Author Topic: How much maltodextrin to use?  (Read 21194 times)

Offline MaltLicker

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How much maltodextrin to use?
« on: January 08, 2010, 03:13:53 PM »
How much maltodextrin does it take to make an appreciable difference in maltiness in five gallons? 

thx



Offline CR

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Re: How much maltodextrin to use?
« Reply #1 on: January 08, 2010, 09:04:24 PM »
start with some specifics.
What's the ingredient list
What is the mash data
What's yer gravity
What's the hop blend
That sort of thing, then is anyone has a "feel" for your brew (meaning they've been there and done that)  they may be able to offer you some input.  Otherwise it's more than a teaspoon and less than a ton.

Offline MaltLicker

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Re: How much maltodextrin to use?
« Reply #2 on: January 09, 2010, 07:32:33 AM »
There is no specific recipe yet.  MD is 95% unfermentable, so the recipe and process should not affect that too much.  Isn't it more a question of how much unfermentable MD is needed to achieve XX effect in a beer? 

Maybe people could post they used XX amount in ZZ style brew?  And whether that worked or should have been more/less?   I'm just looking for the general benchmarks in some different brews.  Thx.

Offline CR

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Re: How much maltodextrin to use?
« Reply #3 on: January 09, 2010, 11:07:20 AM »
Well of course there is the question of whether malto-dextrin is the best entity for getting more malt flavor.
I believe it's  for  body & head  and  does not give you much at all by  way of flavor or sweetness

One way to get more malty flavor is to use more of the darker caramel malt grain.
As you know, they have less enzyme and a darker maltier flavor.  Boost the percent of darker malt beyond the normal 10% - 15%  to maybe 20% or 30%.

There are products that boost malt flavor like  any of the Muntons Malt Extracts (or any  malt extract really), a pound of which is supposed to make a lot of difference  in flavor, but I think that's for replacing other sugars in an all extract brew.   So you know it'll kick the Gravity up.
So, you might experiment with  quarter pound increments knowing that the more you use the more you'll need  a high alcohol tolerant yeast.  And of course you will be getting all the characteristics of the extract brew which you might - or not  - find appealing.

 If you want more malty flavor why not boost your  base grains with more  Munich malt.   Get some caramel grains and just  do a bigger mash,  Mash a 5 gallon brew in a 10 gallon tun.  With a lot more grain concentrating on the Munich.
Still you are looking at higher gravity but it'll be all grain high gravity.

I've thought a lot about  doing something like this  trying to get my alcohol up to oh say 16 or 18 percent.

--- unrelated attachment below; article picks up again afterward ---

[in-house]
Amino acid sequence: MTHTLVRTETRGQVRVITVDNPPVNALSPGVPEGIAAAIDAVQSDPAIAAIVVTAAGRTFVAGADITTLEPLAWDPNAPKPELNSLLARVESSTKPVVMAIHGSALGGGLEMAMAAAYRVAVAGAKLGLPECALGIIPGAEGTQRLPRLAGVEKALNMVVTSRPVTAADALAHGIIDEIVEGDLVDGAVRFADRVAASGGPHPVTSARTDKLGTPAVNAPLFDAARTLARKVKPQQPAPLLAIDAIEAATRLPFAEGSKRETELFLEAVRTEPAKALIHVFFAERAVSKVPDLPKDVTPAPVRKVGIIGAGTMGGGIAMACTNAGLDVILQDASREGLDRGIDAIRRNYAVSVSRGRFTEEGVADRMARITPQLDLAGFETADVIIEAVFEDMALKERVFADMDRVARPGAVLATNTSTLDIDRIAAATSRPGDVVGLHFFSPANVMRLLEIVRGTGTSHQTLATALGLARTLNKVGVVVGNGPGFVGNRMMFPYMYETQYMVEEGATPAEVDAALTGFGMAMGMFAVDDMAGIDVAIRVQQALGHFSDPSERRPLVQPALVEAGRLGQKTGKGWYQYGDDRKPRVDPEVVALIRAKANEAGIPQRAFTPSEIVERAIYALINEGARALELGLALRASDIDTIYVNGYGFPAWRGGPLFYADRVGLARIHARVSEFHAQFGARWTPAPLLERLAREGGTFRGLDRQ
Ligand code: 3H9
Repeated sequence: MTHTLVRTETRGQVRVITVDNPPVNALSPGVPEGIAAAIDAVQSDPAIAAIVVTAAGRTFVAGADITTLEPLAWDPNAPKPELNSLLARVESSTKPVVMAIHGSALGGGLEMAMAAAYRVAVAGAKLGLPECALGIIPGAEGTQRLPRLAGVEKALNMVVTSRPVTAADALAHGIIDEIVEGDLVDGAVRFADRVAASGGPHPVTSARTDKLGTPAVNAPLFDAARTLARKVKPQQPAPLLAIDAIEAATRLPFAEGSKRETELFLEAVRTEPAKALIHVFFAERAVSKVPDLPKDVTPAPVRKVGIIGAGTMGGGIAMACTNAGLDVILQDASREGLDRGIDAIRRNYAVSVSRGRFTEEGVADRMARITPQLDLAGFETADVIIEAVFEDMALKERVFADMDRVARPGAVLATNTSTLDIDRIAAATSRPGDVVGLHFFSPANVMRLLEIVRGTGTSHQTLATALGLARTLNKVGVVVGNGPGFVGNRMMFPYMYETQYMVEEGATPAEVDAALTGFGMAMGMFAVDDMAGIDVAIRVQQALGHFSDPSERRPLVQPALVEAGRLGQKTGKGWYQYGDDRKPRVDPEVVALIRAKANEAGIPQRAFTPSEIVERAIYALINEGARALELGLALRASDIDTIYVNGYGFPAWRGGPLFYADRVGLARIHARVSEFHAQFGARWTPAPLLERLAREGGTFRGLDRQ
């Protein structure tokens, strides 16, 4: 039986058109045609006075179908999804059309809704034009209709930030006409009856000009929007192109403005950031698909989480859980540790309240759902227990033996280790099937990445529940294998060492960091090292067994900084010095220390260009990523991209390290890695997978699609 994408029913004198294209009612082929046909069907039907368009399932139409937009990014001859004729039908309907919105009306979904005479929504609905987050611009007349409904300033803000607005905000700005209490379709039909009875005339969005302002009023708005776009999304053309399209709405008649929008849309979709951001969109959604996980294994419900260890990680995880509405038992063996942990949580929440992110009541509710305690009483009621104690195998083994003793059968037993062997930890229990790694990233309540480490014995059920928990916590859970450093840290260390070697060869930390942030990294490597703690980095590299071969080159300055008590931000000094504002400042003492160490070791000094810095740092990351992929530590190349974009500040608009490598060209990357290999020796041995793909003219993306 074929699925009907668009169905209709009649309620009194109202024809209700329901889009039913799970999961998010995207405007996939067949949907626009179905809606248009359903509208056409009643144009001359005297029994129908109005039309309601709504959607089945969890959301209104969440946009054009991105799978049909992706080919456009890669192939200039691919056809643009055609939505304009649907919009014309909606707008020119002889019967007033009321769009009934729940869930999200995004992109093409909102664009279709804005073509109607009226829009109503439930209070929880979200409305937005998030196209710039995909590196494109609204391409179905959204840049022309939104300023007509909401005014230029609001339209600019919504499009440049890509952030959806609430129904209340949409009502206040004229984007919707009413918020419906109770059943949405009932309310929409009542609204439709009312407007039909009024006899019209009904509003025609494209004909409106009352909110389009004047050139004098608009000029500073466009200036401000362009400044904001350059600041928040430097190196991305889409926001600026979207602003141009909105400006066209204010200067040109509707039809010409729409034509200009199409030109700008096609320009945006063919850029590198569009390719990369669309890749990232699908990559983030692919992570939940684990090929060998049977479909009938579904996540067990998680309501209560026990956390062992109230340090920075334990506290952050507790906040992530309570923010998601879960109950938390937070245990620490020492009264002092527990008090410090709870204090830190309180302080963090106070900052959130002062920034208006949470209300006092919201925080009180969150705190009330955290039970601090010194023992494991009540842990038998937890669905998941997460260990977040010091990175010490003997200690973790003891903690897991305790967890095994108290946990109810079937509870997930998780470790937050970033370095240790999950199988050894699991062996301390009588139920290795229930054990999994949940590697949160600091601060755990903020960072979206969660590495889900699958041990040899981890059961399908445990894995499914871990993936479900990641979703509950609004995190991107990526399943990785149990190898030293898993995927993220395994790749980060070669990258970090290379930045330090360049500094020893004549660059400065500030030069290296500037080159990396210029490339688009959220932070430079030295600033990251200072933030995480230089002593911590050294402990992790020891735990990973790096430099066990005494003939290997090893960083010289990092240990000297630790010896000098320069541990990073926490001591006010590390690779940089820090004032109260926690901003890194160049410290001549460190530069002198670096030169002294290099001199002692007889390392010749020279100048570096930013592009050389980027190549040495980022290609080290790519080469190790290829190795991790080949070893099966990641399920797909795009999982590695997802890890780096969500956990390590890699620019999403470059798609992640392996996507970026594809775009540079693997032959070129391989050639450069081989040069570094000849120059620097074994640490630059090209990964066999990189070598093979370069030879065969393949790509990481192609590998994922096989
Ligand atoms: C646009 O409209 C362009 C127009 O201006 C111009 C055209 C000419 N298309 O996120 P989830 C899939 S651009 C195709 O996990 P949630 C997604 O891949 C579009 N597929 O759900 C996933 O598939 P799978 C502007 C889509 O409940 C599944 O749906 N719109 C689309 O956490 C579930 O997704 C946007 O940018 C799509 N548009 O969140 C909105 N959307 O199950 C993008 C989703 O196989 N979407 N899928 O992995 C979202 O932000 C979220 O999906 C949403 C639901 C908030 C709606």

The first ferments would be to the extinction of the beer yeasts ( due to alcohol production)  whose flavor I'd want and then  the rest of the sugar conversion would be done by adding a  neutral  Champagne yeast which can go to 18% alcohol.

Down side to that of course is all the alcohol.

 


 





Offline MaltLicker

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Re: How much maltodextrin to use?
« Reply #4 on: January 09, 2010, 06:08:45 PM »
I should have said body/mouthfeel and not maltiness.  You raise the issues of how to increase body/MF without also increasing OG and alcohol. 

For ex, a Scottish 60/- with a low OG should still be malty and have nice body without being higher than ~1.040.  So you use Maris Otter, mash higher, and you're still not happy with it.  What's the range of MD to use to boost the body/MF if the recipe is otherwise good to go?

Offline UselessBrewing

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Re: How much maltodextrin to use?
« Reply #5 on: January 12, 2010, 08:28:04 AM »
I've thought a lot about  doing something like this  trying to get my alcohol up to oh say 16 or 18 percent.
The first ferments would be to the extinction of the beer yeasts ( due to alcohol production)  whose flavor I'd want and then  the rest of the sugar conversion would be done by adding a  neutral  Champagne yeast which can go to 18% alcohol.

Down side to that of course is all the alcohol.
You should go for it, It has been a great journey for me.

I have been up around 15.5% (4th attempt) with a Scottish ale as an experiment on how high I could go with just Beer yeast (No champagne yeast). I used 1728, it has been cold conditioning since July of last year. I will let it go till probably around the 4th of July this year. You should note, that the next batch I will be adding champagne yeast to get the FG down below 1.024. The up side to this is that you can make an old ale with the second running's, so you get two beers for the cost of one. (:

Cheers
Preston
The woodpecker pecks, Not to annoy, But to survive!

 

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